Why managers can't estimate programming projects

By , ITworld |  Software, programming, project management

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College sophomore Dan Shipper explains why non-technical managers fail so often estimating programming projects.

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With a title taken from real programming requests, "I'm Sure It Will Only Take You A Few Days To Code" explains why estimating complexity works reliably with music and architecture, but not programming. "Mary Had a Little Lamb" obviously takes less skill to play than Pachelbel's "Canon in D," and everyone has the mental tools to make that distinction. Same when comparing erecting a tent to erecting a mansion.

But trying to estimate programming, when what you see on the screen is only a tiny part of the process, leaves non-technical people lacking. They have neither the appreciation for the tasks involved nor the experience needed to make the estimate. Programmers have plenty to say on this subject, including on a post from Rants and Apps titled "12 Problems with Software Estimation."

I'm insulted

It's offensive because it's assuming that your effort can be bought for a small budget.
beyroutey on danshipper.com

What you have here, and unfortunately, it has become a norm, is a major failure of program/project management.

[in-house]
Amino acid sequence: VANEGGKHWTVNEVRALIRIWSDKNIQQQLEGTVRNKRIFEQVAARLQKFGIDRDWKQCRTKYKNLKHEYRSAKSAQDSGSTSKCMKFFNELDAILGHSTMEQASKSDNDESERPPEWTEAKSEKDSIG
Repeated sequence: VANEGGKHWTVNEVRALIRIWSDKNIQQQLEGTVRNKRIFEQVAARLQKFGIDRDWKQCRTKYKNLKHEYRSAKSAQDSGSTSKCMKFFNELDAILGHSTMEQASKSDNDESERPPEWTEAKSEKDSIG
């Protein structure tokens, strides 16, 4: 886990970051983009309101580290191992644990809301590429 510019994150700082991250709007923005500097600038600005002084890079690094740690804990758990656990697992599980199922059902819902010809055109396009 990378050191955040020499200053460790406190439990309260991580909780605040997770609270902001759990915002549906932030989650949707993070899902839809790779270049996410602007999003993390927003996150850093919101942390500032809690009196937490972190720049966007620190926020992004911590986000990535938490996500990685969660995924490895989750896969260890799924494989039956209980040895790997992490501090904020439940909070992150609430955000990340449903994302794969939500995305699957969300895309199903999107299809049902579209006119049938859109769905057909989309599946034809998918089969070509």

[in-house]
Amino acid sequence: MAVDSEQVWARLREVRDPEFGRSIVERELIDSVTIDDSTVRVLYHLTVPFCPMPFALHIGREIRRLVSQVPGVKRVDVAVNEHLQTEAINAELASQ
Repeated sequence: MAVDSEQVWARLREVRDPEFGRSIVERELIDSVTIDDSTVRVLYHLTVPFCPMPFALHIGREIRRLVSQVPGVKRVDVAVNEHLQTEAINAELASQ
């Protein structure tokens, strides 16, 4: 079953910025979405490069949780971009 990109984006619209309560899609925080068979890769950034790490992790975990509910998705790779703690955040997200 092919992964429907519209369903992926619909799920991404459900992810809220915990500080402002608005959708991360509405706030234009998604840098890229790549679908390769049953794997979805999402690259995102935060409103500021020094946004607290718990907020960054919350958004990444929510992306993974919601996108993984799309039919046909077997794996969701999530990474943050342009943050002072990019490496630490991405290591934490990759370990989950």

roger on tuomaspelkonen.com

I once interviewed a project manager.. asked how he came up with deadlines. He said "ask the programmers and subtract 20%"
dustin on news.ycombinator.com

More details

It's the thing you're estimating. Is it really fully specified? Have they really spent the time thinking about how people are going to use this thing?
robert carter on danshipper.com

We want it in 3 weeks therefore it will take 3 weeks….
JoeBlog on tuomaspelkonen.com

Whatever your idea is, chances are _very_ high that if you think it could be coded "in a few days", you don't actually understand the problem (and it's solution) yourself.
bigiain on news.ycombinator.com

Good answers

So to me, the right answer when someone says "I'm sure it'll only take you a few days to code" is "sure, if you're willing to pay X".
beyroutey on danshipper.com

That's a good way of explaining the old addage: Timely, complete, low-defects. Pick two.
benmathes on news.ycombinator.com

You are in a closet, looking at a closed door. How big is the house?
noonespecial on news.ycombinator.com

Or you can smile and say, "I can deliver your software program fast, cheap, or good. Pick two."

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